What’s the latest in health policy research? The Essential Scan, produced by the Schaeffer Initiative for Innovation in Health Policy, aims to help keep you informed on the latest research and what it means for policymakers.
Study by: Sarah Axeen, Seth A. Seabury, and Michael Menchine
From 1996 to 2012 the total quantity of opioids (measured by total milligrams of morphine equivalents) prescribed for non-cancer patients increased by 471 percent according to a recently published study. Though emergency departments have been the target of policy proposals, the researchers found the share of prescription opioids from the ED was modest and declined through the study period, from 7.4 percent in 1996 to 4.4 percent in 2012. In comparison, the proportion of opioids from office-based prescriptions was high and increased, from 71 percent of the total to 83 percent. These results suggest policies and programs to reduce the quantity of opioids prescribed may have a greater impact in office-based settings. Instead the authors suggest EDs “could focus on developing and disseminating tools to help providers identify high-risk individuals and refer them to treatment.” Full study here.
Study by: Francesco Decarolis, Andrea Guglielmo, and Calvin Luscombe
Open enrollment periods (OEPs) have long been thought to serve an integral role in preventing adverse selection in the private insurance market resulting from enrollees switching plans due to a change in health status. However, a recent study examining a major 2012 reform to Medicare that allowed enrollees to switch to a 5-star plan at any time did not send Medicare’s Part C and D plans into an “adverse selection death spiral” as many expected. Although midyear switches to 5-star plans increased by 7 to 16 percent after the reform was implemented, the authors determined that the enrollees who were switching to the 5-star plans were “advantageously selected” and made the 5-star risk pool healthier. This study highlights the need to further study the determinants of plan choice in addition to casting doubts on the necessity of OEPs. Full study here.
“States that did not expand Medicaid not only lost out on an opportunity to improve hospital financial circumstances, but they undermined hospitals that faced reduced DSH payments without the reduced uncompensated care that the reduction was designed to offset.”
-Paul Ginsburg, PhD, Director, USC-Brookings Schaeffer Initiative for Health Policy
Study by: Richard C. Lindrooth, Marcelo C. Perraillon, Rose Y. Hardy and Gregory J. Tung
Researchers and policymakers have speculated that the ACA Medicaid Expansion may have a positive effect on the financial viability of hospitals in states that expanded their Medicaid programs because of the resulting decrease in uncompensated care. An analysis of hospitals’ financial performance and closure rates from 2008 through 2016 found that states that did not expand their Medicaid programs experienced an increase of 0.43 closures per 100 hospitals between 2008-2012 and 2015-2016, whereas the hospital closure rate in states that did expand Medicaid decreased during the same period, by 0.33 per 100 hospitals. All in all, the researchers found hospitals in expansion states were about 84 percent less likely to close compared to hospitals in states that did not expand. This relationship between hospital closures and Medicaid Expansion was stronger for hospitals in rural markets and counties with large numbers of uninsured adults prior to the Medicaid expansion. As policymakers continue to discuss changes to the financing of Medicaid and other public programs, these findings shed light on the implications of funding changes for hospitals, the closures of which could affect access to care as well as the local economy. Full study here.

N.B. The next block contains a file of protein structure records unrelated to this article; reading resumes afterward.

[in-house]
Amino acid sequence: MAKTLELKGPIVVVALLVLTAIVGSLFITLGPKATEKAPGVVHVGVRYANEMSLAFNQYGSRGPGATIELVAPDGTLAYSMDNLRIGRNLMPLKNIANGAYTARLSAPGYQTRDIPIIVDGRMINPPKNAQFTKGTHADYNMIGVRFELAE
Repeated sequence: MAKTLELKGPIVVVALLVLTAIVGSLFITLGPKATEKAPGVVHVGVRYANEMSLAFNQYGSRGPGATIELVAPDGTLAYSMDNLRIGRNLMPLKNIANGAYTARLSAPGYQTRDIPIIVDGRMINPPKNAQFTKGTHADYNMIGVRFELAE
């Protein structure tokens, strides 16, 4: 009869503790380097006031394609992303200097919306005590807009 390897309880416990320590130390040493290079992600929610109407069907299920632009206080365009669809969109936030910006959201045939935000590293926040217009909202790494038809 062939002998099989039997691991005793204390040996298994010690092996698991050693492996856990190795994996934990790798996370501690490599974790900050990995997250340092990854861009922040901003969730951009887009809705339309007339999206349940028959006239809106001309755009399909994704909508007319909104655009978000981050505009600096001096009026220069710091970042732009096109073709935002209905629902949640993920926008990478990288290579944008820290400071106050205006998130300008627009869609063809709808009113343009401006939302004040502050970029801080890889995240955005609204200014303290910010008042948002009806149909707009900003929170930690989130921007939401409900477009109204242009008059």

Study by: Cathy J. Bradley, David Neumark, and Lauryn Saxe Walker
Increasing access to primary care for uninsured individuals is a commonly proposed method of countering the rising cost of healthcare in America. In a new study, researchers conducted a randomized control trial with low-income, uninsured individuals to determine whether cash incentives were effective in encouraging individuals to visit a primary care provider (PCP), decreasing emergency department (ED) utilization, and lowering total health care utilization spending. The researchers found that while cash incentives were an effective tool for establishing a relationship between a patient and a PCP and promoting lower ED utilization, total spending was not decreased during the twelve-month study period because the patients who visited a PCP were also more likely to receive other outpatient visits, such as specialty care. This study indicates that increasing access to primary care may lead to better treatment and care coordination for individual patients, but will not provide substantial decreases in health care spending and utilization-at least in the short-term. Full study here.
Abigal Durak is a staff assistant at the Center for Health Policy at Brookings
Will Palmisano is a Research Assistant at the Center for Health Policy at Brookings
Stephanie Hedt is the Policy Communications Editor at the Schaeffer Center
Paul Ginsburg is the Director of Public Policy at the Schaeffer Center and Director of the Schaeffer Initiative
Editor’s Note: The Essential Scan is produced by the USC-Brookings Schaeffer Initiative for Health Policy, a collaboration between the Center for Health Policy at the Brookings Institution and the USC Schaeffer Center for Health Policy & Economics. To receive the Essential Scan in your inbox, sign up here.